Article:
Within the limitations of the research undertaken in preparing this account, nothing could be found of Mr. John Baker of Pirbright, Mr. Stoughton of Hascombe, Mr. Johnson of Wonersh, or Mr. Lickfold of Seale. The End that came before the Beginning

It will be noted that the Parliamentary order for setting up the classes indicated that some counties had already done so. Walker5 identifies these as Lancashire and London. However he comments that there was no requirement placed upon the classes to meet and no penalty if they failed to do so. It would be understandable if those nominated, particularly in areas where opinion was strongly divided over Presbyterianism, held back from precipitate action. Walker could find evidence of only one classis in the country, the second classis of Lancashire, actually meeting and transacting business and even they complained that the ministers and elders of some of the churches named never appeared at their meetings.

Presbyterianism was strongest in Surrey on the fringes of London and in the South East of the County1. The West inclined more to the Independents, though Farnham remained strongly Anglican. The Reigate Classis has a shadowy existence in so far that William Lay 'Minister of the Word at Charlwood' dedicated his pamphlet on Presbytery to its members, but for the rest it is likely that the classes existed only on paper for the few months before 'the Independents were arriv'd to such an Height of Power, by means of the Army, that they soon after seiz'd the Government, and put an end to the whole Scheme of Presbyterian Settlement'5.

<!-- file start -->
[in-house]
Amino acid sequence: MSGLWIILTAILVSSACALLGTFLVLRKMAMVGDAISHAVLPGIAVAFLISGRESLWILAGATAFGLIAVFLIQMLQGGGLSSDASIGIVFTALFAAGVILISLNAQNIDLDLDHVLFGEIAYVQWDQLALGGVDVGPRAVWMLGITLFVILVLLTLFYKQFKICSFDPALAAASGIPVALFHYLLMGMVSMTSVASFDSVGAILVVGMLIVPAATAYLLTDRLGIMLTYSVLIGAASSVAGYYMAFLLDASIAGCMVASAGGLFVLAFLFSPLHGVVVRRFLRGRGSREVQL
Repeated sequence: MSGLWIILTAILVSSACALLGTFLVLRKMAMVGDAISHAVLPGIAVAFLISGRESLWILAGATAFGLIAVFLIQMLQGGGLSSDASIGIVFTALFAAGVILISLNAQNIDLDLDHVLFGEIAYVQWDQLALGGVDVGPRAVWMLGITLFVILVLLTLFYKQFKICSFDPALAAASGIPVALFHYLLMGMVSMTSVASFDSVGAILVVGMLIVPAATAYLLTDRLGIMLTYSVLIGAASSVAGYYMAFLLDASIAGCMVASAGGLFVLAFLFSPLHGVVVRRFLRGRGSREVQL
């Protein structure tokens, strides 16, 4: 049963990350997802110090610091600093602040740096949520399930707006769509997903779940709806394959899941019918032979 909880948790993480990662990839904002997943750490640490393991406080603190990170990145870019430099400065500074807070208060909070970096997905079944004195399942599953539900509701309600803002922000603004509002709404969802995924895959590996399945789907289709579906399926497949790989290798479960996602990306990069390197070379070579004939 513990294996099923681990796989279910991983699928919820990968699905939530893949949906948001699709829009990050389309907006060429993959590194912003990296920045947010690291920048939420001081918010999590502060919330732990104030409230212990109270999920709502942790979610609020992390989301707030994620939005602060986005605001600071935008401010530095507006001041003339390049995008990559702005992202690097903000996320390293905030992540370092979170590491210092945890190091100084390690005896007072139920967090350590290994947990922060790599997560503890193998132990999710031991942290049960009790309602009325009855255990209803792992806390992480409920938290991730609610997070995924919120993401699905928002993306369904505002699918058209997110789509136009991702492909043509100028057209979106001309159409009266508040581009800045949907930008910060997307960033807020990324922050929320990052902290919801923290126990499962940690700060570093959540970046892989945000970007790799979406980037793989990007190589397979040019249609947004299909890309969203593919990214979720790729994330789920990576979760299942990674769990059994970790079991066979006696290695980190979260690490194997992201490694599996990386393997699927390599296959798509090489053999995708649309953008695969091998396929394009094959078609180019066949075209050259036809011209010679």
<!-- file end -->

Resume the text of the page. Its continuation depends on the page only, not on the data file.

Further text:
It had been a dangerous policy for the Presbyterian faction in Parliament, with a slim majority, to try and establish Presbyterianism as a state religion when the other power in the land, the Army, was antagonistic. The end came only a few months after the proclamation of the Godalming Classis when, in December 1648, Cromwell sent Colonel Pride to Westminster to eject the Presbyterian members from the House of Commons. 'Pride's Purge' terminated a now almost-forgotten era in the national religious life.

Norman Cowell 


1. H.E Malden 'Ecclesiastical History' in H.E.Malden ed. A History of the County of Surrey ( Victoria County Histories ) Vol. ii p. 36 ) 
2. F G Mellersh, 'The Civil War in the Hundred of Godalming' Surrey Archaeological Collections, Vol LXI, p. 51-79 
3. E A Judges Some West Surrey Villages, Surrey Times, Guildford 1901, p. 117 
4. D Hall & F Gretton, Farnham During the Civil Wars and Interregnum 1642-1660 Farnham Castle Newspapers, Farnham, n.d. p. 13 
5. R Walker. An attempt towards Recovering an Account of the Numbers and Sufferings of the Clergy .... of the Great Rebellion (London : 1714). 
6. Surrey History Centre, Ms. G101/1/65 
7. H R H White Chiddingfold n.d. (Godalming Museum Library) 
8. S Welman The Parish and Church of Godalming (Elliot Stock.: 1900) p.71 
9. Surrey History Centre Ms. LM350/33 
10. S W Kershaw, The church lands of Godalming from the Parliamentary Surveys, Surrey Archaeological Collections, Vol VII, 1880, p. 50-56 )



                                                                    Web site last updated 29/12/2004